Methods and results
This post hoc analysis evaluated 1405 patients with paroxysmal or persistent AF and CHD from the ATHENA trial. Follow-up lasted 2.5 years, during which patients received either dronedarone (400 mg twice daily) or a double-blind matching placebo. Primary outcome was time to first cardiovascular hospitalization or death due to any cause. Secondary end points included first hospitalization due to cardiovascular events. The primary outcome occurred in 350 of 737 (47%) placebo patients vs. 252 of 668 (38%) dronedarone patients [hazard ratio (HR) = 0.73; 95% confidence interval (CI) = 0.62–0.86; P = 0.0002] without a significant increase in number of adverse events. In addition, 42 of 668 patients receiving dronedarone suffered from a first acute coronary syndrome compared with 67 of 737 patients from the placebo group (HR = 0.67; 95% CI = 0.46–0.99; P = 0.04).
Conclusion
In this post hoc analysis, dronedarone on top of standard care in AF patients with CHD reduced cardiovascular hospitalization or death similar to that in the overall ATHENA population, and reduced a first acute coronary syndrome. Importantly, the safety profile in this subpopulation was also similar to that of the overall ATHENA population, with no excess in proarrhythmias. The mechanism of the cardiovascular protective effects is unclear and warrants further investigation.
doi:10.1093/europace/eut293
PMCID: PMC3905706  PMID: 24072451
Dronedarone; Atrial fibrillation; Coronary heart disease
8.  Double Product Reflects the Predictive Power of Systolic Pressure in the General Population: Evidence from 9,937 Participants 
American journal of hypertension  2013;26(5):665-672.
BACKGROUND
The double product (DP), consisting of the systolic blood pressure (SBP) multiplied by the pulse rate (PR), is an index of myocardial oxygen consumption, but its prognostic value in the general population remains unknown.
METHODS
We recorded health outcomes in 9,937 subjects (median age, 53.2 years; 47.3% women) randomly recruited from 11 populations and enrolled in the International Database on Ambulatory blood pressure in relation to Cardiovascular Outcomes (IDACO) study. We obtained the SBP, PR, and DP for these subjects as determined through 24-hour ambulatory monitoring.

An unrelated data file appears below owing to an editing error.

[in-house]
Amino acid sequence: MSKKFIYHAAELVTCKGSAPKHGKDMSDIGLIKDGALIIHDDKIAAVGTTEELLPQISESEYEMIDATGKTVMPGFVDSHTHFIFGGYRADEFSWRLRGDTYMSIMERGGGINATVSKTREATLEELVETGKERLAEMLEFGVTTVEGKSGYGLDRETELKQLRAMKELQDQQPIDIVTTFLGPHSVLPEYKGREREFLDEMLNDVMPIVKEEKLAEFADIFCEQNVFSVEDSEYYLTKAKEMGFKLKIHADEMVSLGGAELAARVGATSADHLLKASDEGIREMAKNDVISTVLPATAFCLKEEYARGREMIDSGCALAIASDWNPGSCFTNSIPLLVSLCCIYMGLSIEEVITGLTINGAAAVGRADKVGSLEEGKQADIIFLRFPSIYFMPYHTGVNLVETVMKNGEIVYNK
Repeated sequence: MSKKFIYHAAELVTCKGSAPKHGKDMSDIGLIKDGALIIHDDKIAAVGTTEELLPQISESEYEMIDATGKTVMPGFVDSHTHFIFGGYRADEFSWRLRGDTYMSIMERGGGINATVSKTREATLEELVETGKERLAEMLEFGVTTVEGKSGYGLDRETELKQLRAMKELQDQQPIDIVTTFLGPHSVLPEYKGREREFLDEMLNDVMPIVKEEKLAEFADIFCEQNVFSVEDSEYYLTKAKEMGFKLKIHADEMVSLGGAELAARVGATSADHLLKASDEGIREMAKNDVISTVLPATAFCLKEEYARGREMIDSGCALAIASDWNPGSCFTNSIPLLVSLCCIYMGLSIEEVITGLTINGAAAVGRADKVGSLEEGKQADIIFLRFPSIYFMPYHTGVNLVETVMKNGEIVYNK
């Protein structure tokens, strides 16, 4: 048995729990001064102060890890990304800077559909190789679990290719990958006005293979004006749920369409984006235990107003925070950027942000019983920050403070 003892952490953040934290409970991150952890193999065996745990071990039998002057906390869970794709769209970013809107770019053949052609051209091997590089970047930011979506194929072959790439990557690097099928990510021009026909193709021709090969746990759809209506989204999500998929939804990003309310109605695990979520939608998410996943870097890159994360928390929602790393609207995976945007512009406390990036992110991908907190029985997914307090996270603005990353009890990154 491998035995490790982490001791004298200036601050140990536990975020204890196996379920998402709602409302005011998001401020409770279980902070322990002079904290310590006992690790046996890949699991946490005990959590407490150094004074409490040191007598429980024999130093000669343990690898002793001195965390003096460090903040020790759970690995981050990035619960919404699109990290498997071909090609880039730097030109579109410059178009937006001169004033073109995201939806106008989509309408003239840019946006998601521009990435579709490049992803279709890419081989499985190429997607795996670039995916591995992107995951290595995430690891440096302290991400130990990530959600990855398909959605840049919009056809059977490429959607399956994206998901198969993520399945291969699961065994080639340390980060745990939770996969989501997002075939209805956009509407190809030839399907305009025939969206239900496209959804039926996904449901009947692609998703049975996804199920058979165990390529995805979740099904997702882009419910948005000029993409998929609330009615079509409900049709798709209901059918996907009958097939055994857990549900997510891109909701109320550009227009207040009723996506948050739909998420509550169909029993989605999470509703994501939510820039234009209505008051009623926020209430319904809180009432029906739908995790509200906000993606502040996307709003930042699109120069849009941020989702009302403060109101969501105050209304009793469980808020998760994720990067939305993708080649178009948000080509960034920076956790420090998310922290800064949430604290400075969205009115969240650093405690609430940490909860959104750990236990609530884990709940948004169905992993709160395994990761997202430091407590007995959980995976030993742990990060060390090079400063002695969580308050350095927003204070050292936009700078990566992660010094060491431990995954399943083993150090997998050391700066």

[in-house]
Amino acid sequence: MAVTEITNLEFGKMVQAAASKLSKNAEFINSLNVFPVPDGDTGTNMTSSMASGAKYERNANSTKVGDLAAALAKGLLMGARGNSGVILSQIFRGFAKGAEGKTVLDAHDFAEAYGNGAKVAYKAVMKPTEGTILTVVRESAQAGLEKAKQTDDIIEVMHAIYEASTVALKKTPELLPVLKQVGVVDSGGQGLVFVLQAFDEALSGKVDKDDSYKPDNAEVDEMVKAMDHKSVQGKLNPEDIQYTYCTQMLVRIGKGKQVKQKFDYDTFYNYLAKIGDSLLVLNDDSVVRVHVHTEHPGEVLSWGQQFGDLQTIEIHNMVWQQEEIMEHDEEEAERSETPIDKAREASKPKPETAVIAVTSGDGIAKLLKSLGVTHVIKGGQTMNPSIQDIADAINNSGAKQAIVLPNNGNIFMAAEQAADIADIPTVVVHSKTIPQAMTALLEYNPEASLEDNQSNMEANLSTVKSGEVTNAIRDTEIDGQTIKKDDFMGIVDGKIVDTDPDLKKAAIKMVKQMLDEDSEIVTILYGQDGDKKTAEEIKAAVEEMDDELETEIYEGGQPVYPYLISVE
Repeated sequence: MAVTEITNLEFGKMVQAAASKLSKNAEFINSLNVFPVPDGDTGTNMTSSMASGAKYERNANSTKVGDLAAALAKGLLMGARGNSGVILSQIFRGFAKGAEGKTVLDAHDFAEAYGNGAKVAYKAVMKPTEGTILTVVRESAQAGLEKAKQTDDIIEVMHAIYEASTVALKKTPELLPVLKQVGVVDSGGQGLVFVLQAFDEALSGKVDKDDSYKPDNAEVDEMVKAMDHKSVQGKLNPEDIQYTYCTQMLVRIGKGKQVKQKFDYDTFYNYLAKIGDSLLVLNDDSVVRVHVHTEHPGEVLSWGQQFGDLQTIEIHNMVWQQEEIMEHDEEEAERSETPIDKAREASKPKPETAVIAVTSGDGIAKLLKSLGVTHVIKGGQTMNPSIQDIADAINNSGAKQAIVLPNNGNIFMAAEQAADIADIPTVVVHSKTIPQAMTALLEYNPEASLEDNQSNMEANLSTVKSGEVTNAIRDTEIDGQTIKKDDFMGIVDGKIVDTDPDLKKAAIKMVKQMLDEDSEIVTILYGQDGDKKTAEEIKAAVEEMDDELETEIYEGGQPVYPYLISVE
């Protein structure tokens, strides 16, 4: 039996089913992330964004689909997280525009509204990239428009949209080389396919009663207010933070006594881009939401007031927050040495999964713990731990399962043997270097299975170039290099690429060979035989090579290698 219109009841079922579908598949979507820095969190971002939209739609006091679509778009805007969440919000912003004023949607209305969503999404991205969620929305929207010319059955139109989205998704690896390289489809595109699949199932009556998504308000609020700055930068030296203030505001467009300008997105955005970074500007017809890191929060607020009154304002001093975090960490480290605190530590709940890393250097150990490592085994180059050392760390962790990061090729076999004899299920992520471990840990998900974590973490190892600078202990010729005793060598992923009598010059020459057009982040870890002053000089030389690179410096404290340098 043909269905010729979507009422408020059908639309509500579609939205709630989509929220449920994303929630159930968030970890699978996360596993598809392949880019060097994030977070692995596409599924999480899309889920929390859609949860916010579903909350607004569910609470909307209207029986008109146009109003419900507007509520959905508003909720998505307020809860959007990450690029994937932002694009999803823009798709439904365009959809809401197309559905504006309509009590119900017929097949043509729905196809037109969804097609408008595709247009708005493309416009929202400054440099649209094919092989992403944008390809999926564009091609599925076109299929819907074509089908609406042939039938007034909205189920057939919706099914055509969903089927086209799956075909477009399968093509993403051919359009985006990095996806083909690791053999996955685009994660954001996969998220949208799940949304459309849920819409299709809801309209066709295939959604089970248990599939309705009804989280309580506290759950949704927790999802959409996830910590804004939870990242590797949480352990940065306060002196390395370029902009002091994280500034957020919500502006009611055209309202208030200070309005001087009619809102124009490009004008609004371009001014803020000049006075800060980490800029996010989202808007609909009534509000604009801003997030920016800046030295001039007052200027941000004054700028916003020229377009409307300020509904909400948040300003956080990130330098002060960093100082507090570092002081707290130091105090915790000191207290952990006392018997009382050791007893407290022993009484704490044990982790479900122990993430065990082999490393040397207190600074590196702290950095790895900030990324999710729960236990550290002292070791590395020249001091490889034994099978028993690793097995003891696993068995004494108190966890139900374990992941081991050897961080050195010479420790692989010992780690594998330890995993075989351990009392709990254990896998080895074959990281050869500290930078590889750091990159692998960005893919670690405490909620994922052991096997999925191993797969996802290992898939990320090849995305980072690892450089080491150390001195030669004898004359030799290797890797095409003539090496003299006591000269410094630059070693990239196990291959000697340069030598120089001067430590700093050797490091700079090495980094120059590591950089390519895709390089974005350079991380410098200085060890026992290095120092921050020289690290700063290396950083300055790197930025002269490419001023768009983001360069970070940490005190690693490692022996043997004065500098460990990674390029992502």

RESULTS
Over a median period of 11.0 years, 1,388 of the 9,937 study subjects died, of whom 536 and 794, respectively, died of cardiovascular (CV) and non-CV causes, and a further 1,161, 658, 494, and 465 subjects, respectively, experienced a CV, cardiac, coronary, or cerebrovascular event. In multivariate-adjusted Cox models, not including SBP and PR, DP predicted total, CV, and non-CV mortality (standardized hazard ratio [HR], ≥ 1.10; P ≤ 0.02), and all CV, cardiac, coronary, and stroke events (HR, ≥ 1.21; P < 0.0001). For CV mortality (HR, 1.34 vs. 1.30; P = 0.71) and coronary events (1.28 vs. 1.21; P = 0.26), SBP and the DP were equally predictive. As compared with DP, SBP was a stronger predictor of all CV events (1.39 vs. 1.27; P = 0.002) and stroke (1.61 vs. 1.36; P < 0.0001), and a slightly stronger predictor of cardiac events (1.32 vs. 1.22; P = 0.06). In fully adjusted models, including both SBP and PR, the predictive value of DP disappeared for fatal endpoints (P ≥ 0.07), coronary events (P = 0.06), and stroke (P = 0.12), or DP was even inversely associated with the risk of all CV and cardiac events (both P ≤ 0.01).
CONCLUSION
In the general population, we did not observe DP to add to risk stratification over and beyond SBP and PR.
doi:10.1093/ajh/hps119
PMCID: PMC3792705  PMID: 23391621
blood pressure; double product; systolic blood pressure; cardiovascular risk; hypertension; general population
9.  Significance of KATP channels, L-type Ca2+ channels and CYP450-4A enzymes in oxygen sensing in mouse cremaster muscle arterioles In vivo 
BMC Physiology  2013;13:8.
Background
ATP-sensitive K+ channels (KATP channels), NO, prostaglandins, 20-HETE and L-type Ca2+ channels have all been suggested to be involved in oxygen sensing in skeletal muscle arterioles, but the role of the individual mechanisms remain controversial. We aimed to establish the importance of these mechanisms for oxygen sensing in arterioles in an in vivo model of metabolically active skeletal muscle. For this purpose we utilized the exteriorized cremaster muscle of anesthetized mice, in which the cremaster muscle was exposed to controlled perturbation of tissue PO2.
Results
Change from “high” oxygen tension (PO2 = 153.4 ± 3.4 mmHg) to “low” oxygen tension (PO2 = 13.8 ± 1.3 mmHg) dilated cremaster muscle arterioles from 11.0 ± 0.4 μm to 32.9 ± 0.9 μm (n = 28, P < 0.05). Glibenclamide (KATP channel blocker) caused maximal vasoconstriction, and abolished the dilation to low oxygen, whereas the KATP channel opener cromakalim caused maximal dilation and prevented the constriction to high oxygen. When adding cromakalim on top of glibenclamide or vice versa, the reactivity to oxygen was gradually restored. Inhibition of L-type Ca2+ channels using 3 μM nifedipine did not fully block basal tone in the arterioles, but rendered them unresponsive to changes in PO2. Inhibition of the CYP450-4A enzyme using DDMS blocked vasoconstriction to an increase in PO2, but had no effect on dilation to low PO2.
Conclusions
We conclude that: 1) L-type Ca2+ channels are central to oxygen sensing, 2) KATP channels are permissive for the arteriolar response to oxygen, but are not directly involved in the oxygen sensing mechanism and 3) CYP450-4A mediated 20-HETE production is involved in vasoconstriction to high PO2.
doi:10.1186/1472-6793-13-8
PMCID: PMC3663688  PMID: 23663730
Hypoxic vasodilation; Hyperoxic vasoconstriction; Oxygen sensing; ATP-sensitive K+ channels; 20-HETE; L-type Ca2+ channels; Prostaglandin; NO-synthase; Skeletal muscle; Arterioles
10.  Masked Hypertension in Diabetes Mellitus 
Hypertension  2013;61(5):964-971.